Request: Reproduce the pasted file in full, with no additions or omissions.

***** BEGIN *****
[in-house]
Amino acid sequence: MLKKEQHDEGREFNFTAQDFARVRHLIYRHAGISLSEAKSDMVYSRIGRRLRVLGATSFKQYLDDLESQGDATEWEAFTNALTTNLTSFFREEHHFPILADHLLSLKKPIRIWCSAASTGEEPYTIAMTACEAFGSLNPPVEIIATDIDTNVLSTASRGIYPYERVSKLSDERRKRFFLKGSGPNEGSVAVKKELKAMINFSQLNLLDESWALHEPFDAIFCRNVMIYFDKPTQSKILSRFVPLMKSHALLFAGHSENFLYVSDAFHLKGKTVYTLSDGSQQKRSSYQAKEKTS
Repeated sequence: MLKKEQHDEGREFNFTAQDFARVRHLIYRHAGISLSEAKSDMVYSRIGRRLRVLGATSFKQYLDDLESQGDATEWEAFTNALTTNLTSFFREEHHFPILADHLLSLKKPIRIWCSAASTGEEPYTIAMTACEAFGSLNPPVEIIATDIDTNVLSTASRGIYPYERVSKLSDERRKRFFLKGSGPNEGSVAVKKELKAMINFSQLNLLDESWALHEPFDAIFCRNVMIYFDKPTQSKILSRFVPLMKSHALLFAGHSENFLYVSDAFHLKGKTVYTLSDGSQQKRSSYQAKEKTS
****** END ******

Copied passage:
[in-house]
Amino acid sequence: MLKKEQHDEGREFNFTAQDFARVRHLIYRHAGISLSEAKSDMVYSRIGRRLRVLGATSFKQYLDDLESQGDATEWEAFTNALTTNLTSFFREEHHFPILADHLLSLKKPIRIWCSAASTGEEPYTIAMTACEAFGSLNPPVEIIATDIDTNVLSTASRGIYPYERVSKLSDERRKRFFLKGSGPNEGSVAVKKELKAMINFSQLNLLDESWALHEPFDAIFCRNVMIYFDKPTQSKILSRFVPLMKSHALLFAGHSENFLYVSDAFHLKGKTVYTLSDGSQQKRSSYQAKEKTS
Repeated sequence: MLKKEQHDEGREFNFTAQDFARVRHLIYRHAGISLSEAKSDMVYSRIGRRLRVLGATSFKQYLDDLESQGDATEWEAFTNALTTNLTSFFREEHHFPILADHLLSLKKPIRIWCSAASTGEEPYTIAMTACEAFGSLNPPVEIIATDIDTNVLSTASRGIYPYERVSKLSDERRKRFFLKGSGPNEGSVAVKKELKAMINFSQLNLLDESWALHEPFDAIFCRNVMIYFDKPTQSKILSRFVPLMKSHALLFAGHSENFLYVSDAFHLKGKTVYTLSDGSQQKRSSYQAKEKTS